A very good turnout yesterday , 70 odd , including aircrew from the RNZAF and RAF . The MOTAT team had things well organised under the lancaster and put on h refreshments upstairs afterwards. It was good to see the ADH being used for a special event . The book is a beauty , a quick scan of the contents showed the odd typo , but what an effort, and a very good read as well. I spied ErrolC there so hopefully he will have a few pics.
Post by mikeharold on Feb 28, 2018 11:48:31 GMT 12
Confirm that copies of the Phil Lamason biography, "I Would Not Step Back..." by Hilary Pedersen and Associated Writers is available for purchase in both hard copy and ebook forms at www.phillamason.com Website working well and sales have been very steady since launch day.
Post by Dave Homewood on Jul 6, 2018 16:14:22 GMT 12
Dannevirke war hero Phil Lamason's biography a sellout 5 Jul, 2018 8:00am
John Lamason (left), his wife Debbie, Glenys Scott, Napier's Ton Fontein and the Phil Lamason Heritage Trust's chairman, Mike Harold, at the trust's annual meeting. Photo / Christine McKay Hawkes Bay Today By: Christine Mckay
It has been a very successful year for Dannevirke's Phil Lamason Heritage Trust, chairman Mike Harold says.
Speaking at the trust's annual meeting, Harold said the first print run of Phil's I Would Not Step Back . . . biography had almost sold out and a second print run of 600 had been received.
Unlike the first print run, which was available only on line, this second run will also be sold through retailers.
"The hard-covered, 306-page, highly visual work, by Hilary Pedersen and associated writers, has won many commendations and the trust is really satisfied with the feedback received locally, nationally and internationally," Harold said.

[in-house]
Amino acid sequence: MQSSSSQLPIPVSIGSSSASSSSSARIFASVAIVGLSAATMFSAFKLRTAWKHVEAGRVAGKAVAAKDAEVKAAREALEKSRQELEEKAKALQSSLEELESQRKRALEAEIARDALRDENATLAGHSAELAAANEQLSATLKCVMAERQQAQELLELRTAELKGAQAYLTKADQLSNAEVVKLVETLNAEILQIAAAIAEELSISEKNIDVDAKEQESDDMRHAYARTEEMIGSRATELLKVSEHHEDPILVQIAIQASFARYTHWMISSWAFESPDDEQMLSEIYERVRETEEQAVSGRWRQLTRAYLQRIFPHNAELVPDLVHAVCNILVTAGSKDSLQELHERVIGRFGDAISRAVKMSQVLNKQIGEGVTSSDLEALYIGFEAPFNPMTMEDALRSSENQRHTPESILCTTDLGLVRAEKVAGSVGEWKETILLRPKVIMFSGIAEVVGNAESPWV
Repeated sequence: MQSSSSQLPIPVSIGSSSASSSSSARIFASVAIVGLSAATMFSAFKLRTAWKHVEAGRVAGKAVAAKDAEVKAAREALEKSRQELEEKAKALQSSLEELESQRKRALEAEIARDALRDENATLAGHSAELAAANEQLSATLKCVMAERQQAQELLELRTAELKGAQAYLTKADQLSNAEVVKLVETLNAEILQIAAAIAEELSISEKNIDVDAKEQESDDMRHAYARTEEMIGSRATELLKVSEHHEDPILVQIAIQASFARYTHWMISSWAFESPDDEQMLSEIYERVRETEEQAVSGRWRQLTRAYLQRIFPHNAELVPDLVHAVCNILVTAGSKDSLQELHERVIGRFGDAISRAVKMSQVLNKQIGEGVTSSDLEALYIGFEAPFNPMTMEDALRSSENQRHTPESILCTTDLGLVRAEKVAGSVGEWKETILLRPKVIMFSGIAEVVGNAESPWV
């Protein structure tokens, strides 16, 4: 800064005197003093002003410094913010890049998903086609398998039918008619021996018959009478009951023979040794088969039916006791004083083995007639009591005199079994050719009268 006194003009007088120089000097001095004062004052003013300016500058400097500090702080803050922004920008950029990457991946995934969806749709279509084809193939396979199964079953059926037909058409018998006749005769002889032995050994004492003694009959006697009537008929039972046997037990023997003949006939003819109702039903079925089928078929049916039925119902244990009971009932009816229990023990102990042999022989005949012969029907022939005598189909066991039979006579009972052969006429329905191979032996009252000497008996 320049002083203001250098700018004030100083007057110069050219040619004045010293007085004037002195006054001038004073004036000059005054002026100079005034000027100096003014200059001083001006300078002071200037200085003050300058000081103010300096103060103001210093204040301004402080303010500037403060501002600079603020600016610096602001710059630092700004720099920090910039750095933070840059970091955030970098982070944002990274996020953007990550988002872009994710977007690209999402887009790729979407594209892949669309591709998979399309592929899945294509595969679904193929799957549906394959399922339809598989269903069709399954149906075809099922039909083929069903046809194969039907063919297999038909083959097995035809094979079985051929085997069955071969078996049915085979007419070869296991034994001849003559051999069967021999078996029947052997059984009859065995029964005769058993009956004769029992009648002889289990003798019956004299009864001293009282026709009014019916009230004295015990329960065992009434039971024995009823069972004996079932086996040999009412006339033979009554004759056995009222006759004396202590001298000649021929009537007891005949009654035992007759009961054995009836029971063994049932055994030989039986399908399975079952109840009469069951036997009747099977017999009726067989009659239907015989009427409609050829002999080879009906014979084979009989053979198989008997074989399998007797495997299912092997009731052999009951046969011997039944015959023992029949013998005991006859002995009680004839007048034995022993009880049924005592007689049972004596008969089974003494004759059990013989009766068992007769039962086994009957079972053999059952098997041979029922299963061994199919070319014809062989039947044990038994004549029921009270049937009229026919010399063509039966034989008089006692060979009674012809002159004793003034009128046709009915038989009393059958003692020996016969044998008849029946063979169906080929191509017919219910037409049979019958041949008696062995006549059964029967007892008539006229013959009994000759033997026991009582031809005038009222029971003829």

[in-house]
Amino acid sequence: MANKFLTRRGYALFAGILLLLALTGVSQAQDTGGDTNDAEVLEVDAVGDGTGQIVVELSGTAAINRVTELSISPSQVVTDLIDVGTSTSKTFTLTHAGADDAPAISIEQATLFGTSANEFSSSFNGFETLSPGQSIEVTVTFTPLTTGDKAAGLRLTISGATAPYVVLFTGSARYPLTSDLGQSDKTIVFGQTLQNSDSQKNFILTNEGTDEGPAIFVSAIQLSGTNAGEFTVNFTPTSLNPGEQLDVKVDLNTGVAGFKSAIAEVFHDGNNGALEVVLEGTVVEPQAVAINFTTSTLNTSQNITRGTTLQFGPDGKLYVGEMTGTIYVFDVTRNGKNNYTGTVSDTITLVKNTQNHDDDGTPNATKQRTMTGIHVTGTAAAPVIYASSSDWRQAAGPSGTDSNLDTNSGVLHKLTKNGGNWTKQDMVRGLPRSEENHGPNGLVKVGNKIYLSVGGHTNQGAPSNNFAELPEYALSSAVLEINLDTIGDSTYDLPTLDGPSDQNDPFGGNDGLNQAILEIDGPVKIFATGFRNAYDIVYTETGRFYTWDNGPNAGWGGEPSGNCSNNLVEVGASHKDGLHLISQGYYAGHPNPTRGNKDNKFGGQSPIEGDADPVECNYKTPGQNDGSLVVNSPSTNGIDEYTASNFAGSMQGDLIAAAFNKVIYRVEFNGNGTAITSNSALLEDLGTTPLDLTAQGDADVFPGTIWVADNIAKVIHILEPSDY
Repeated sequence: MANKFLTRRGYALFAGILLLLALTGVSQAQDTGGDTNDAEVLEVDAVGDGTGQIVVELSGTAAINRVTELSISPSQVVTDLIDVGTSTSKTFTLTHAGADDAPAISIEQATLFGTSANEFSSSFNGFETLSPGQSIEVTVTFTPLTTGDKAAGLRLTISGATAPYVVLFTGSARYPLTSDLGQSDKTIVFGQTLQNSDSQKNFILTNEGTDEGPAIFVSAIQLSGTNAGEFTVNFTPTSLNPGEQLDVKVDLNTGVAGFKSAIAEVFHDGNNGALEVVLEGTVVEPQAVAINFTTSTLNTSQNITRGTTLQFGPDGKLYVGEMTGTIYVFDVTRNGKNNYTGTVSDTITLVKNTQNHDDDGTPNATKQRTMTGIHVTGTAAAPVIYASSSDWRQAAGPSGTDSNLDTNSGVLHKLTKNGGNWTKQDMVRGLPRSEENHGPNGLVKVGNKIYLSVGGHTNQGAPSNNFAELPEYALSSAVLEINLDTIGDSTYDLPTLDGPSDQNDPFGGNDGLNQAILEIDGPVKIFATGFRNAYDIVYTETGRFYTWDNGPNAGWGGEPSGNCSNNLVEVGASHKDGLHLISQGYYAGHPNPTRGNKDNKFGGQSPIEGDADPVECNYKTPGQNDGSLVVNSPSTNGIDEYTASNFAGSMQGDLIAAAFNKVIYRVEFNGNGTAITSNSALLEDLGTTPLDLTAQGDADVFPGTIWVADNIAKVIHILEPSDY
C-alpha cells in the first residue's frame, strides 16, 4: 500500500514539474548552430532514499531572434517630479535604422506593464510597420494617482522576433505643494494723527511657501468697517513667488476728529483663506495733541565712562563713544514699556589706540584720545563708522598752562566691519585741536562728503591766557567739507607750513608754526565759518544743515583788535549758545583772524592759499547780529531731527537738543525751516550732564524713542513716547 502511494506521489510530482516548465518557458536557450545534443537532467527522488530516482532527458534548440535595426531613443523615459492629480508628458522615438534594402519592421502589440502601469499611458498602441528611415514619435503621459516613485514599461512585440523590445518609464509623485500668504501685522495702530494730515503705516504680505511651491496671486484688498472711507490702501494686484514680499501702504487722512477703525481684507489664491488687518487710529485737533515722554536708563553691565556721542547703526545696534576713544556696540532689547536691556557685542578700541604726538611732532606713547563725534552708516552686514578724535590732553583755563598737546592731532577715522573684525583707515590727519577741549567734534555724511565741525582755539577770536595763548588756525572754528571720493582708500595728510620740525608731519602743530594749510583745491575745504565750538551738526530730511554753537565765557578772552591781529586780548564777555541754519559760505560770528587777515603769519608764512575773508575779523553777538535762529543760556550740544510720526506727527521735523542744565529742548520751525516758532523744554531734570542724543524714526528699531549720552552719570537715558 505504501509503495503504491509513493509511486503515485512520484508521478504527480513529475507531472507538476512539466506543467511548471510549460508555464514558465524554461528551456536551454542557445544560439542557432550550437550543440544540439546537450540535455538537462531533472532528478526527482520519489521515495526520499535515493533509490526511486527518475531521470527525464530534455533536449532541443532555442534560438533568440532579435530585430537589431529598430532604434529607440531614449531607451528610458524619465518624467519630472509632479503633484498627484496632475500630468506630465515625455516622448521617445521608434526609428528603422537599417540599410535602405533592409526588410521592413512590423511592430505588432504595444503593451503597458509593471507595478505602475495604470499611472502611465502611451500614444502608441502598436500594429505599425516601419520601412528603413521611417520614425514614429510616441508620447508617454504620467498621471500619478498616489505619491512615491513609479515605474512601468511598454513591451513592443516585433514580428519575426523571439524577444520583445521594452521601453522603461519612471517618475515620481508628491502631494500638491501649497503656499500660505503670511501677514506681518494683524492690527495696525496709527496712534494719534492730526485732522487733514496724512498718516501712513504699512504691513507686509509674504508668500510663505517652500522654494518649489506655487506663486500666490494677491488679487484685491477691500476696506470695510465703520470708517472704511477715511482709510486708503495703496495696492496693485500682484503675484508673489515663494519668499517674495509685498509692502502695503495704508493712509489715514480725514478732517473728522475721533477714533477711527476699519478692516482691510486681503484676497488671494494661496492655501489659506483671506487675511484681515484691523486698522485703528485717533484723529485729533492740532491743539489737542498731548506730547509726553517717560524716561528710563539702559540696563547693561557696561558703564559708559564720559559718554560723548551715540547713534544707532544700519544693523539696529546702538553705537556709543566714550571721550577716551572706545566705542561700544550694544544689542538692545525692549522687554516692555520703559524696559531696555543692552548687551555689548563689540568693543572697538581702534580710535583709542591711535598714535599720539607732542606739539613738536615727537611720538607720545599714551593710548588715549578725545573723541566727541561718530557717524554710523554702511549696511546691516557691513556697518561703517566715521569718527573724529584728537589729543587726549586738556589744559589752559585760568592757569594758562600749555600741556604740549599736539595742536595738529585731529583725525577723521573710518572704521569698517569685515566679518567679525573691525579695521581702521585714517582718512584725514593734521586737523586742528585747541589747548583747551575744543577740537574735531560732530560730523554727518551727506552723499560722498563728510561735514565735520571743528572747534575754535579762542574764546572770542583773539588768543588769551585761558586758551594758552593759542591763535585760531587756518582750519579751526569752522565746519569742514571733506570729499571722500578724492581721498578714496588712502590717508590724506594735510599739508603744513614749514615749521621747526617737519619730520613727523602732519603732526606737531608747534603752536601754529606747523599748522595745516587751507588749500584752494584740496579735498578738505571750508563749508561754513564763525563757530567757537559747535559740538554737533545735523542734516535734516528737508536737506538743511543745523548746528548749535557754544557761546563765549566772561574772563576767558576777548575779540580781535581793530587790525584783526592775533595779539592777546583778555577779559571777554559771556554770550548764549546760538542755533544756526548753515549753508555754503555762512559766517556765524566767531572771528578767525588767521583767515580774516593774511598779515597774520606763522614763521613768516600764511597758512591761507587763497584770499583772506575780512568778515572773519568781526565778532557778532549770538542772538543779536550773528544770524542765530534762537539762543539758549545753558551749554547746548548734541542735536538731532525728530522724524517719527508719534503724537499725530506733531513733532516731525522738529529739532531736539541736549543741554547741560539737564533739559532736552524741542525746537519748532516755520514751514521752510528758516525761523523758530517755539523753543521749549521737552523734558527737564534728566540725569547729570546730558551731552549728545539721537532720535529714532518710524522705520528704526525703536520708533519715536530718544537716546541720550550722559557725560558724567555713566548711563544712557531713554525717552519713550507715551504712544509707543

"For our trustees, this project has been a journey into an unknown territory and while the process of researching, writing, laying-out, publishing and printing has been interesting, it has also been quite challenging and very time-consuming."
John Lamason, Phil's son, said the family appreciated the time spent to bring the book to fruition.
"As children growing up with our father, we didn't know his war-time stories, we only heard snippets and it was something of a jigsaw," he said.
"We're humbled the trust have taken them on and have put their time and energy into it. It's exciting to think where the trust is going to take this project in the future."
Lamason said it was great his grandchildren would get to read the book.
"They will realise, this is what Pop did," he said.
Harold said the power of the story was huge.
"I just know what will grow from this story. It will revitalise our town. I have looked at what Foxton has achieved and know we have to collaborate on future projects here in Tararua."
(A new multi-purpose community gallery, exhibition space, public library and community hub in Foxton has received more than $1 million in government funding from the Regional Culture and Heritage Fund. It's the result of collaboration between the Horowhenua District Council, Te Taitoa Māori o Te Awahou Trust and the Dutch Connection Museum Trust.)